How wonderful it would be to come across a diary written by one of my ancestors, but no such luck. I shouldn’t be surprised as I don’t keep a diary myself although now I think about it maybe that is the role that facebook now plays. There are lots of moments that I write about maybe only mundane things like the weather, sometimes a recipe I like or maybe photos of family gatherings or holidays that I want to remember. Sometimes it’s even someone or something from the past that I cherish. Not everyone will be interested but in some ways, it is a chronical of my life and the people I love. So here’s to the social media version of a diary … Facebook you have your place as a recorder of history.
Family history has given me an appreciation for names that are handed down from generation to generation. When my grandson, Tommy, was about to be born I had been researching my 2 x great grandfather, Thomas Alfred Henderson, and I suggested that Thomas would be a name they might like to consider for the impending new arrival.
How wonderful when they did choose Thomas and added John as well for his grandfather. I have done a little more checking on Thomas Alfred who immigrated to Australia in 1853 despite being shipwrecked on the way. The Thomas name goes back two more generations to around 1760, so Tommy will undoubtedly have something to boast about when it comes to his family history in the future. This is how he is connected to his name
Son of Thomas Henderson
Son of Thomas Henderson
Daughter of Thomas Alfred Henderson
Son of Margaret Henderson
Son of Francis Alfred Biggs
You are the daughter of Charles Godfrey Biggs
daughter of John William McGregor and Carolyn Mary Biggs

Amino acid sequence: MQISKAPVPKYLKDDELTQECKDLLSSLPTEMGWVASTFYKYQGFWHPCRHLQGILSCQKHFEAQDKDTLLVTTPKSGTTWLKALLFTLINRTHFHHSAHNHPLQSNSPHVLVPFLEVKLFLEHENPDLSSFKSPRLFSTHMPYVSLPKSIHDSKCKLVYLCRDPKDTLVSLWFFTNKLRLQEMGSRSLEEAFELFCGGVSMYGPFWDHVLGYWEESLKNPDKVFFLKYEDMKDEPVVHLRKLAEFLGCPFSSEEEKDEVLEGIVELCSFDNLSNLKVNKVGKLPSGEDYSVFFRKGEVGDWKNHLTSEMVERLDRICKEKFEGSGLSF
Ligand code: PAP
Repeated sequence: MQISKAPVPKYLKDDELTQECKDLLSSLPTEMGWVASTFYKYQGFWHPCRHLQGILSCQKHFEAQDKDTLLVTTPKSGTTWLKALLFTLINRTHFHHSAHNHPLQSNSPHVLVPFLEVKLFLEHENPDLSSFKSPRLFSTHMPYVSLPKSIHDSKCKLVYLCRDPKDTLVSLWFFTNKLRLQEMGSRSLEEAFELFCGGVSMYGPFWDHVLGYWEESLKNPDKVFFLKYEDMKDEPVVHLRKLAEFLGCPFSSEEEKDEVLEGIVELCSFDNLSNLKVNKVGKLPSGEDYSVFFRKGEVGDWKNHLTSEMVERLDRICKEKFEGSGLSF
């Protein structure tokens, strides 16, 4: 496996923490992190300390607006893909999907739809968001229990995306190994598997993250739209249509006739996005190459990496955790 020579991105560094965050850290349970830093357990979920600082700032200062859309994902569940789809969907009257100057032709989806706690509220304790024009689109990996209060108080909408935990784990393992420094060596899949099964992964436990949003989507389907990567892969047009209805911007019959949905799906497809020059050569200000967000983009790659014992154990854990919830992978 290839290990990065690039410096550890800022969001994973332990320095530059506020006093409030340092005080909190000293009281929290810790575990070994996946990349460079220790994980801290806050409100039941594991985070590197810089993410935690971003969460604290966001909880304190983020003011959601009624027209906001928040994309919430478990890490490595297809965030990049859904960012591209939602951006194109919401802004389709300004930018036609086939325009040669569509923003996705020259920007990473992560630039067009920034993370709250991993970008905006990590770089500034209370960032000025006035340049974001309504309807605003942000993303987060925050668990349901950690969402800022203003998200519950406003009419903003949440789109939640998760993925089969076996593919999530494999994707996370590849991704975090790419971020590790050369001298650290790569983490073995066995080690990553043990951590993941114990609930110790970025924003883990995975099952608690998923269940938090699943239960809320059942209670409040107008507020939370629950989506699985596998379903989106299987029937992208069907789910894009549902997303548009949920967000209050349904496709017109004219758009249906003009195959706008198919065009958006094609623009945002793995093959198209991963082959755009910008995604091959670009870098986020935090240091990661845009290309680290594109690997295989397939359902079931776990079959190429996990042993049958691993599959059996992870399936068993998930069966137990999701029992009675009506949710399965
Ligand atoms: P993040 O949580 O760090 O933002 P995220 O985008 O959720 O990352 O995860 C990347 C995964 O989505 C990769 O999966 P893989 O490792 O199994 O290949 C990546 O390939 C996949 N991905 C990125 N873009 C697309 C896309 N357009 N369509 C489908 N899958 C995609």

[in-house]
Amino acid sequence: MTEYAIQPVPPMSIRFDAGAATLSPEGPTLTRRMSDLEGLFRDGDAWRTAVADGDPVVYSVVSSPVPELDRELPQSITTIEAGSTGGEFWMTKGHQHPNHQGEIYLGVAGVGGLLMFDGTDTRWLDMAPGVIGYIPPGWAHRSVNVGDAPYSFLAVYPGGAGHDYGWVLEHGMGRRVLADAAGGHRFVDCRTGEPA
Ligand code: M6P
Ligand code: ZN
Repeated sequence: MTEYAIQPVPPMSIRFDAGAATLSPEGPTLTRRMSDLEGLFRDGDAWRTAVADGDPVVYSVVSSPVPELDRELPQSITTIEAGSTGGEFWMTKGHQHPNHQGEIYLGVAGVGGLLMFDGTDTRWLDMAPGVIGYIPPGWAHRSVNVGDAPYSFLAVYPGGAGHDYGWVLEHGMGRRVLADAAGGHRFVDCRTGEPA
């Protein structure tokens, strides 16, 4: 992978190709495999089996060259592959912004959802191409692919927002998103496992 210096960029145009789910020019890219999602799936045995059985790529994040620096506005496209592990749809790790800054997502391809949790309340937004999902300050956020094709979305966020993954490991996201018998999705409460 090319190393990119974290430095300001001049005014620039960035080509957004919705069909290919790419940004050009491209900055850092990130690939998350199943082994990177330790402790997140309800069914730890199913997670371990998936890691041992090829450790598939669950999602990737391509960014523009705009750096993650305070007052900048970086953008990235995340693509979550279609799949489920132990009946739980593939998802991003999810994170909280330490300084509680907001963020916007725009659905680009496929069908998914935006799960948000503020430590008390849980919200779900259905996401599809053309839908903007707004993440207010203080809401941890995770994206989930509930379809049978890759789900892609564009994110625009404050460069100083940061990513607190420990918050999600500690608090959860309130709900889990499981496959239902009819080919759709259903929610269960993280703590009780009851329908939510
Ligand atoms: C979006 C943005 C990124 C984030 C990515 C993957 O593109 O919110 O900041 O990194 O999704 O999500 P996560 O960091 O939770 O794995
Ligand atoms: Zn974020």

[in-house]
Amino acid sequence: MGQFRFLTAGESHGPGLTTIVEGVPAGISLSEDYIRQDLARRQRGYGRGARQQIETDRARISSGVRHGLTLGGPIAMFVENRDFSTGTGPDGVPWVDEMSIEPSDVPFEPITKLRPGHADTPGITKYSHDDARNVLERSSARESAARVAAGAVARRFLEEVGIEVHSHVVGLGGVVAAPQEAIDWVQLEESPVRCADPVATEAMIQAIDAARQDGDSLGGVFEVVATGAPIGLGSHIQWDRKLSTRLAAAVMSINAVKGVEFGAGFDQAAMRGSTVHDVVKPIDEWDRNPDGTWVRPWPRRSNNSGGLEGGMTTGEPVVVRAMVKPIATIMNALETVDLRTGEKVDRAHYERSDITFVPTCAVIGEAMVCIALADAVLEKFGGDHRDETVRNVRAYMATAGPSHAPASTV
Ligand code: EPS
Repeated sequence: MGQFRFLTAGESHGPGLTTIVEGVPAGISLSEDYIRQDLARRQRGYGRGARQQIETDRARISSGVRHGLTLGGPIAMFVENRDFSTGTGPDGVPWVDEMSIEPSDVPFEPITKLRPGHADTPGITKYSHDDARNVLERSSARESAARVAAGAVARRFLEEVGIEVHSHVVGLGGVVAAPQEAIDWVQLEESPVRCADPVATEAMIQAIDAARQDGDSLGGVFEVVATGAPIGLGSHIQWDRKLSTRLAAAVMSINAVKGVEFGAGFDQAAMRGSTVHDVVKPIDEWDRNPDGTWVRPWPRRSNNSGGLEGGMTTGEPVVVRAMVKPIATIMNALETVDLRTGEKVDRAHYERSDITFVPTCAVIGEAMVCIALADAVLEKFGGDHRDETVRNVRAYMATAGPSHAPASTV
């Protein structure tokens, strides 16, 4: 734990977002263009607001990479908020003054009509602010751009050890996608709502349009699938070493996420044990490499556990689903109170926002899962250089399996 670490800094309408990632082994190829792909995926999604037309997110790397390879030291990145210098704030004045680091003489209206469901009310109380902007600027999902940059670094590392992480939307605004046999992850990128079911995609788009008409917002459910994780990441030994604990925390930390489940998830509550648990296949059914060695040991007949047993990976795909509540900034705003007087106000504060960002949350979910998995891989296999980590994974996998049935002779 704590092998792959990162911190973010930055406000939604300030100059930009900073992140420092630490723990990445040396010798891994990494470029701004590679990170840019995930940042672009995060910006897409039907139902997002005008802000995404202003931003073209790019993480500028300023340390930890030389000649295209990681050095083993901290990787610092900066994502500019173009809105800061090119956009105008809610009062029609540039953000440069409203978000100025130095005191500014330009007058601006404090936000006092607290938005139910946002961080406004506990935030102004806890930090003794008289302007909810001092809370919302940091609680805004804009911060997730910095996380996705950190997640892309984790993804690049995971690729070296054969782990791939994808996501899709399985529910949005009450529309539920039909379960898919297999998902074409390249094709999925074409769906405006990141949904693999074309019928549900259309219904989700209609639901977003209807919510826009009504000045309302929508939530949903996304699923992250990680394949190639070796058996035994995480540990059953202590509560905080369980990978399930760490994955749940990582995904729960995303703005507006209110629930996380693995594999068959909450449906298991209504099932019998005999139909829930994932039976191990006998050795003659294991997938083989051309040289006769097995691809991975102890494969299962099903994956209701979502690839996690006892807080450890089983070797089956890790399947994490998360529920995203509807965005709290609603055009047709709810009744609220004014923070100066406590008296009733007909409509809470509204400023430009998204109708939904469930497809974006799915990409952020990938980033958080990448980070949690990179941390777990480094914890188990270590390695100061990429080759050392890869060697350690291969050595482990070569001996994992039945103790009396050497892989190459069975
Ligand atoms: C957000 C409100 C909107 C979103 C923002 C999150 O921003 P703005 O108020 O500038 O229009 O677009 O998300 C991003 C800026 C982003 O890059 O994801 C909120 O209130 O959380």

With winter well and truly here, the urge to knit has taken over. It is a very soothing and satisfying way to spend a cold winter’s day. As I was knitting, I remembered that the needles I was using belonged to my Mum and while they have little dollar value I do treasure them.
It would have been a rare thing for any family to purchase a knitted garment in the 1950s. My Mum knitted for the entire family, everything from baby jackets, school jumpers to thick pullovers for the outdoors, her hands always busy with her knitting needles. Everything was knitted with love, and that seemed to make anything she made extra cuddly and warm.
Even when Mum was in her nineties, she still continued to knit, and many of the family received her lovely coathangers. She also made a special one for her oldest granddaughter Jeanine to hang her wedding dress on.
As for Mum’s needles, I have been remiss in failing to teach my daughter how to knit, so I am not too sure who will end up being the keeper of the knitting needles. I do know that my sister in law is wonderful at crocheting and I will have to pass on Mum’s crochet needles to her. Like my Mum, every stitch Michelle does is made with love, and I have been fortunate to be a recipient of one of the beautiful crocheted blankets, so I know that she will carry on the tradition.
This week’s trigger word sent me on a visit to one of the oldest churches in the Southern Highlands, All Saints Anglican Church at Sutton Forrest. It is very much a village church built in sandstone and designed in a Norman Style. There was a church service in progress when we visited, so I didn’t go in, but according to information available about the church, the interior has remained unspoiled with old pews and painted commandments.
The cemetery has been in use since 1832 and still is today. While the cemetery grounds are tidy many of the very old headstones are worn or broken and in the case of my great-great-great-grandfather, Lyn Shepherd, there is no stone to mark his grave. His death certificate confirms that he was buried here.
His family have placed a marker in his memory as a pioneer of the district and included his wife’s name, Elizabeth (nee Mariner), as well, although she is buried at Braidwood.
I have written about Lynn some time ago but for those who haven’t read it click here.
As I go through the family tree and look at all the members of my family that fought in conflicts around the world I feel so sad for all those young men whose lives were lost or their futures irreparably damaged by war. Another family member who I have not mentioned is from my mother’s Chisholm side of the family. Robert Stanley Chisholm was one of my New Zealand first cousins and like my Uncle Roy, he joined the RAF during the Second World War and lost his life flying in a bombing raid over Europe. You can read more about him by clicking here.